Any assessment of climate impacts on water resources must take into account the legal and institutional structure within which decision making is framed. This project summarized significant climate implications embedded in key international, federal, state, and local laws and policies.
The methodology for this component of the project consisted of content analysis of a wide variety of legal sources, technical reports, policy analyses, media reports, and websites containing information about water management and climatic variability in Arizona. The analysis was completed in 2000.
Federal, state, tribal, and local water regulations were considered, as well as international agreements between the U.S. and Mexico. The major issues and implications of the findings for the state of Arizona, particularly the Tucson and Phoenix AMAs, were identified and discussed.
This component of the project has been completed. We concluded that Arizona has a reasonably well-developed institutional structure for governing water management in the more stringently managed areas of the state, such as the Active Management Areas (AMAs). This structure provides a basis for balancing climatic and ecological factors with human stresses, especially rapid population growth, on the state’s environmental and natural resource base.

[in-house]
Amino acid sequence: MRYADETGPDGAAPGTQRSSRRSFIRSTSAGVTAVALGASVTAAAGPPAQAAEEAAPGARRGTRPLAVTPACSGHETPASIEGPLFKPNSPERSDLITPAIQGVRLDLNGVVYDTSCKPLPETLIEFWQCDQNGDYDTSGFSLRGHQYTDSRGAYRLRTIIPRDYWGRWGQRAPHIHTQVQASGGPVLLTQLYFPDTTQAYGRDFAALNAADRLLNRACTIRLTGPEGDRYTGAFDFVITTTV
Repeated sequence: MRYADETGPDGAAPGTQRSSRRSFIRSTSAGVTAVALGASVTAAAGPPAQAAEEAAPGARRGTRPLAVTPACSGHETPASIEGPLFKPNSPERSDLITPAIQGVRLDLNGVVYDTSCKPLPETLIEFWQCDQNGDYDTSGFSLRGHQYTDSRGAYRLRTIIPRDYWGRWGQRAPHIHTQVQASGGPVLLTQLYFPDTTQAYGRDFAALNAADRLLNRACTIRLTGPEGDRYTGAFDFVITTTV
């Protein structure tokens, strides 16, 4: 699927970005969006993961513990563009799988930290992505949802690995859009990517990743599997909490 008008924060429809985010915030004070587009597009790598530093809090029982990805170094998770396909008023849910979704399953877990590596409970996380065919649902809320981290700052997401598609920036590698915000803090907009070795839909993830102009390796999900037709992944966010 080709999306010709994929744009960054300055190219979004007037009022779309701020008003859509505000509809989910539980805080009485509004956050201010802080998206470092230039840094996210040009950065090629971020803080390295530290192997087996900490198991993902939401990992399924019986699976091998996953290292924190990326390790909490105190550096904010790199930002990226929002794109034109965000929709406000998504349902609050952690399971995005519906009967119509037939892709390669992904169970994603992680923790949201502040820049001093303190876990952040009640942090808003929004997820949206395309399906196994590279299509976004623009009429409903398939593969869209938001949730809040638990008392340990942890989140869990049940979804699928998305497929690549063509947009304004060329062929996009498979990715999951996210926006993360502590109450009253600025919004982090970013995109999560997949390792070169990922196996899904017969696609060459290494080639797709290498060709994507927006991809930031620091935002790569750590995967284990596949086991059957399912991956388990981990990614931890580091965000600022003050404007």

However, the institutional foundation of the state is based on a relatively narrow conceptualization of climate variability, and thus is a source of potentially serious constraint to effective water management in times of climatic stress. Some of the existing institutions and policies, especially those addressing water rights, water storage and recovery, interstate and intrastate water marketing, water transfer, and consumer pricing, need to be broadened in scope and authority to manage water resources effectively under conditions of severe stress.
The results of this study are included in CLIMAS Report #CL2-01: An Examination of Arizona Water Law and Policy from the Perspective of Climate Impacts.